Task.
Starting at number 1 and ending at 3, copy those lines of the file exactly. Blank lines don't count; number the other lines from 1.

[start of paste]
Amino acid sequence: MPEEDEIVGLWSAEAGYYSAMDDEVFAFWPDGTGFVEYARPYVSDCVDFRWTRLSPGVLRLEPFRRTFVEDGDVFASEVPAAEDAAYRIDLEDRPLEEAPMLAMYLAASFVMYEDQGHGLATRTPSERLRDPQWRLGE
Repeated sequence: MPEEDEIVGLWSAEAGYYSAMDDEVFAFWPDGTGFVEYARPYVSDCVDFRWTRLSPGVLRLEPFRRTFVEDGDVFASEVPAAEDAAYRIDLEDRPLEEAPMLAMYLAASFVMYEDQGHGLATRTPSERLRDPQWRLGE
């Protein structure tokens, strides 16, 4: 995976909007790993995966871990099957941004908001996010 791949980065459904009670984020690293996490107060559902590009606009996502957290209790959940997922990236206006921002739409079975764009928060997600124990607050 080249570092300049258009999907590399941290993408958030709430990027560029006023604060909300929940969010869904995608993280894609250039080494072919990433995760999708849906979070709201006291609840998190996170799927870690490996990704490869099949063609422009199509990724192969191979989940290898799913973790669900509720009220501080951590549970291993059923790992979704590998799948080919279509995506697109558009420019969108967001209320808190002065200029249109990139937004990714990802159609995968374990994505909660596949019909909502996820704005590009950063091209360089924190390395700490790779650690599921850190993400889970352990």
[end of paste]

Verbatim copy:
Amino acid sequence: MPEEDEIVGLWSAEAGYYSAMDDEVFAFWPDGTGFVEYARPYVSDCVDFRWTRLSPGVLRLEPFRRTFVEDGDVFASEVPAAEDAAYRIDLEDRPLEEAPMLAMYLAASFVMYEDQGHGLATRTPSERLRDPQWRLGE
Repeated sequence: MPEEDEIVGLWSAEAGYYSAMDDEVFAFWPDGTGFVEYARPYVSDCVDFRWTRLSPGVLRLEPFRRTFVEDGDVFASEVPAAEDAAYRIDLEDRPLEEAPMLAMYLAASFVMYEDQGHGLATRTPSERLRDPQWRLGE
């Protein structure tokens, strides 16, 4: 995976909007790993995966871990099957941004908001996010 791949980065459904009670984020690293996490107060559902590009606009996502957290209790959940997922990236206006921002739409079975764009928060997600124990607050 080249570092300049258009999907590399941290993408958030709430990027560029006023604060909300929940969010869904995608993280894609250039080494072919990433995760999708849906979070709201006291609840998190996170799927870690490996990704490869099949063609422009199509990724192969191979989940290898799913973790669900509720009220501080951590549970291993059923790992979704590998799948080919279509995506697109558009420019969108967001209320808190002065200029249109990139937004990714990802159609995968374990994505909660596949019909909502996820704005590009950063091209360089924190390395700490790779650690599921850190993400889970352990």